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Jaeger rifle

Discussion in 'Firearms Research' started by fafnir, Feb 8, 2013.

  1. fafnir

    fafnir Member

    I'm trying to determine the origin, age and possible value of what appears to be a Jaeger rifle. I was unable to attach photos, but it is 42" LOA, and appears to be about .70 caliber. It has a bayonet lug and is a caplock.
    There are several stamps on the rifle and some type of script initials on
    the barrel. It also has the number 1676 stamped into the barrel, lockplate and stock. I'd be happy to send photos to anyone who thinks they might be able to help. Thanks Much!
  2. Mp7

    Mp7 Well-Known Member

    No photos - no fun.

    Sounds a bit early for a "Jager-Rifle", also a bit long, and the caliber a bit big.
    And Jager-rifles usually had no bayonet lug.

    Does is have Rifling??
  3. Steel Horse Rider

    Steel Horse Rider Well-Known Member

    Some of the marks are undoubtedly proof marks. Google "Proof Marks" and you should get a variety of resources to try to match the marks to which should allow you to establish a country of origin. That combined with the bayonet lug should allow you to gather more information. The 1676 is probably a serial number. Were there any cartouches in the stock? They usually will give an indication of manufacture date and origin.
  4. fafnir

    fafnir Member

    Your questions

    It is rifled and there are no cartouches on the stock. There is what appears to be a "crown" over a "K" on the lockplate.
  5. 4v50 Gary

    4v50 Gary Moderator Staff Member

    Back-action lock or regular?
    Originally a flintlock or was it built as a percussion?
  6. Jim Watson

    Jim Watson Well-Known Member

    42" Length Over All is pretty short for a muzzleloader, even a Jaeger.
    The bayonet lug is interesting, not something you would find on a repro.
    Multiple serial numbers are not common on guns that old.

    I'm wondering if it might not be a sporting gun converted to military service by shortening the barrel and adding a bayonet lug. Or something like a Brunswick.

    We really need close clear pictures.
  7. fafnir

    fafnir Member


    I took some fairly good photos but for some reason I'm unable to upload them to this site. I keep getting a message about a "security key".
    If someone sends me their e-mail and they haven't had problems uploading photos, I'll send the photos and they can upload them for the interested parties to see.
  8. rcmodel

    rcmodel Member in memoriam

    The best way to post photos here is to upload them to a free photo hosting site like Photobucket.com.

    And then post the links to the photos here.

  9. fafnir

    fafnir Member

  10. Steel Horse Rider

    Steel Horse Rider Well-Known Member

    I hate to complain, but do you have a picture a little further back of the whole rifle? Have you removed the stock to determine if there are any markings under it? The crown is a fairly common mark but there are literally hundreds of different crown designs used in the proof marks. I will try to dig through my library of proofs and see if I can find a similar one. I don't believe the numbers on the trigger guard are useful for identification purposes.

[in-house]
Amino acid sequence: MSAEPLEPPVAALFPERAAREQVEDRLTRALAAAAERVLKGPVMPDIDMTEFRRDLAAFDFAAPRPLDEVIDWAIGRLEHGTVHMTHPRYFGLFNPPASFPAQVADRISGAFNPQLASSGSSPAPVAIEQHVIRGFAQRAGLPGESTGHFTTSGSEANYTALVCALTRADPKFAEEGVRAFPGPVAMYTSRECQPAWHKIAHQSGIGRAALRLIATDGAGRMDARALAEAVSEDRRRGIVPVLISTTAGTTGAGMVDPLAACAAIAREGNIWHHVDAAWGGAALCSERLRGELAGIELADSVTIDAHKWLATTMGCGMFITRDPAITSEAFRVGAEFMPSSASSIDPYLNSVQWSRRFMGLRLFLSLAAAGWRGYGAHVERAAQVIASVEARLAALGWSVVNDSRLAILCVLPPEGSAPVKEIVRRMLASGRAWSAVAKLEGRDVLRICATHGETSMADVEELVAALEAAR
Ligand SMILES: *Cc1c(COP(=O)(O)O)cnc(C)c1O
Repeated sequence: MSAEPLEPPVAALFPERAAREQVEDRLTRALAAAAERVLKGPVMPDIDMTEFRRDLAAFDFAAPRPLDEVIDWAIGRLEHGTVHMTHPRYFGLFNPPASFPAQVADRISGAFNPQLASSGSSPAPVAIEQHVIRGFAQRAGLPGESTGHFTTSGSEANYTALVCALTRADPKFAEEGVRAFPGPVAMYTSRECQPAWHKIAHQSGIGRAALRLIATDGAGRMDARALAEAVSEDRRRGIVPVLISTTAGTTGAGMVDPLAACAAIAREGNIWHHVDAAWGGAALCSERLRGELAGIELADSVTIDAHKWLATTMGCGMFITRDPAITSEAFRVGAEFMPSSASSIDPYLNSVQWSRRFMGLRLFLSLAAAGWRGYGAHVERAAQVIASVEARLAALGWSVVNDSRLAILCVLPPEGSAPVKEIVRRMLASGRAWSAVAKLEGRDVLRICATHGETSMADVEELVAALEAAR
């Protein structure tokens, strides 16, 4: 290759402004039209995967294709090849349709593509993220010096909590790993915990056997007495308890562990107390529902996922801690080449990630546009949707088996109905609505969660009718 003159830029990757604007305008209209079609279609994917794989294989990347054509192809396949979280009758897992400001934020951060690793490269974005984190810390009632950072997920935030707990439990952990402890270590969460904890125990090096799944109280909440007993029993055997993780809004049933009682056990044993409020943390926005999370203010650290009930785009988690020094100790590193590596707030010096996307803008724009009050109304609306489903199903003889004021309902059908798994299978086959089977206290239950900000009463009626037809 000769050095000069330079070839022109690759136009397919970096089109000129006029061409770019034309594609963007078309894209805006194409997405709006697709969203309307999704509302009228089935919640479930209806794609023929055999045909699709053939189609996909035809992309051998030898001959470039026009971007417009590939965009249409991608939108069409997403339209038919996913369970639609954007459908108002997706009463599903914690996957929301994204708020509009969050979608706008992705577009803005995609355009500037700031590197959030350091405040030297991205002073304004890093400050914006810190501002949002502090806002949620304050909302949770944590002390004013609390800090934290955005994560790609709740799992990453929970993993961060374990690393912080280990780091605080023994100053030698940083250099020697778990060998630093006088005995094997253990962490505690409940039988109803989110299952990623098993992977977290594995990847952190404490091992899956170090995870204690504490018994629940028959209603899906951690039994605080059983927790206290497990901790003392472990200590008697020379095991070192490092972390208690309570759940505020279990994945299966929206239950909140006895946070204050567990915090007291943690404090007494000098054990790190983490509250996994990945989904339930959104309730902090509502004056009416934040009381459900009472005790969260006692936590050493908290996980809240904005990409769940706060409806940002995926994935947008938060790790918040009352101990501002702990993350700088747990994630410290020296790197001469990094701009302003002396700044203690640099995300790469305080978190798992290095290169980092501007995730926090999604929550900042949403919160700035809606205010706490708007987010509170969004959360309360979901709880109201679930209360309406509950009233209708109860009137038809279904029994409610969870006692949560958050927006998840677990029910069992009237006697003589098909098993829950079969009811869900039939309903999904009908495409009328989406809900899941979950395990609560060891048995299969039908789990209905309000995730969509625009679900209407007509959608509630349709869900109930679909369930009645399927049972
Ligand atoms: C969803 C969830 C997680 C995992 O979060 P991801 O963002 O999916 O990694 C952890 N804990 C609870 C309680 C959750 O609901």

11. Cosmoline

    Cosmoline Well-Known Member

    I've seen a jaeger with a bayonet before.

    Here you go:


    It's a military Jaeger. I know I've seen one for sale on GB at some point in the past. IIRC these were Germanic military versions of their hunting rifles. They were used in central and northern Europe a lot. They tended to be plain jane affairs compared with ornate hunting jaegers. And I don't know that they followed any formal pattern like the muskets did. They weren't really replaced until the mid-19th century so it makes sense that yours would have been upgraded over the years. Maybe with that new sight and a caplock for example.

    My bet is if you can ID those stamps it will tell you what military force used it. It's possible the SN's were put on in the course of some upgrade. Or maybe it was a late model made in the 19th century. I wonder when the central powers started serializing their guns?

    One example from Norway:


    I think a lot of us (myself included) tend to forget that our Colonials were NOT the first guys to use rifles in combat.

    I would suggest some deep searches on GB to find some value ideas, but in any case it's a very interesting piece rarely seen stateside. And from the photos it may still be shootable, though obviously you'll want a close inspection before you do.
    Last edited: Feb 8, 2013
  12. Steel Horse Rider

    Steel Horse Rider Well-Known Member

    Cosmoline: Thanks for that video! Guy and Leonard A-R-West were the chief source of information for developing paper cartridges for my 1860's era Podewils-Linder Bavarian Army rifle. They have a wealth of information on old European military weapons.

    Try this website for Proof Mark identification: http://proofmarks.tripod.com/
    Last edited: Feb 8, 2013
  13. fafnir

    fafnir Member


    Thanks everybody...I've e-mailed and attached the photos to the guy
    in Norway who had the website with the photos. I'll also chech the
    link that was recently posted. Thanks again for your interest and input.
  14. 4v50 Gary

    4v50 Gary Moderator Staff Member

    Good find Cosmoline. I just opened it on a regular full screen computer instead of the smartz phone.
  15. Cosmoline

    Cosmoline Well-Known Member

    I just remembered where I've seen one. It was on the rack down at The Gun Works in Springfield Oregon. Struck me as real peculiar. I can't remember details beyond that, FWIW.

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